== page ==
Despite a powerful earthquake, a deadly tsunami and growing alarm about nuclear fallout, it has mainly been business as usual in Japan for Citigroup Inc., which has the largest foreign-bank branch network in the country.
"This is clearly a fast-moving situation, but currently our Japan businesses are fully operational," Citi spokeswoman Shannon Bell said. "We have contingency plans in place, and if the situation changes this may involve moving some staff to other locations as needed to ensure business continuity."
For now, she said, Citi branches "remain open to serve our customers." The company has no branches in Sendai, one of the areas hardest hit by the tsunami.
Since 1902, when Citibank opened a branch in Yokohama, Japan has been a key international market for Citi.
The company has about three dozen branches there, including prototypes that have served as its blueprints for modernizing branches around the globe. It also has 920,000 ATMs in the country. And although it sold its Nikko Cordial securities business in 2009, Citi still has a substantial corporate banking presence in Japan, offering currency trading, syndicated lending, export agency finance and other services.
In a memo sent to Citi's work force on Tuesday, Chief Executive Vikram Pandit said the company's Asia-Pacific business had established a disaster-relief fund benefiting the Japanese Red Cross Society, with an initial contribution of 100 million yen ($1.2 million). The Citi Foundation pledged an additional $1.2 million to disaster relief, and Citi customers are now able to redeem their Citi ThankYou loyalty program points for donations starting at $25.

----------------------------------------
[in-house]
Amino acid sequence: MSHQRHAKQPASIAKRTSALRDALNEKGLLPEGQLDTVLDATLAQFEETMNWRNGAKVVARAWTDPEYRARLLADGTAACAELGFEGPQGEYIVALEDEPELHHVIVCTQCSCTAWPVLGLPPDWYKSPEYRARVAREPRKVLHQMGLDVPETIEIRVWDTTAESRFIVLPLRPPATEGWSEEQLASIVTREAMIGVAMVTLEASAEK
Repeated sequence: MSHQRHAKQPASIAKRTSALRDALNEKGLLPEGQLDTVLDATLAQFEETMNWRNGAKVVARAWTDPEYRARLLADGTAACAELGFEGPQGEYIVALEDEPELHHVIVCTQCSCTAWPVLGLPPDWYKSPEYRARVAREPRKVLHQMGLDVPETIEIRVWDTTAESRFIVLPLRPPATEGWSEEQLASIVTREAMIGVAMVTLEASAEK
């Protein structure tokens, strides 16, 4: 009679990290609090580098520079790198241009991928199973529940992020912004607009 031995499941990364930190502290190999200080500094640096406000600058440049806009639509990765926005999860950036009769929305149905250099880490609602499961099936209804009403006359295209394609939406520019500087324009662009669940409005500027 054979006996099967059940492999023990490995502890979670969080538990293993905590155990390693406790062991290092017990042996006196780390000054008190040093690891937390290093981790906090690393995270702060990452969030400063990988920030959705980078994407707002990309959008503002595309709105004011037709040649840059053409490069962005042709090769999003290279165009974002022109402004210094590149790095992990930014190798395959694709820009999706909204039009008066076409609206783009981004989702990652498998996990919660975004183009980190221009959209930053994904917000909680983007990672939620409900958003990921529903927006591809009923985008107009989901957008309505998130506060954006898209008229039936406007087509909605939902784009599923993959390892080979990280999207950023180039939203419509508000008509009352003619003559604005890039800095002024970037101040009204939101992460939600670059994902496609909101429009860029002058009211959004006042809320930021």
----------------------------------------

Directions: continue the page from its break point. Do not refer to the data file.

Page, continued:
Additionally, Citi Cards customer service representatives have been authorized to assist affected customers with emergency cash or credit-line increase requests, and Citi's U.S. consumer and commercial banking businesses are waiving fees on wire transfers and early withdrawals from certificates of deposit, for customers sending financial support to Japan through April 5.
According to press reports Thursday, Jamie Dimon, the head of Citi rival JPMorgan Chase & Co., hopes to travel to Tokyo next week to reassure employees and clients that the company would maintain its presence there.
JPMorgan Chase has committed $5 million to relief and recovery efforts, and, like Citi, it is allowing customers to make contributions through its card and banking loyalty programs.
Bank of America Corp. also has committed $1.2 million to relief efforts.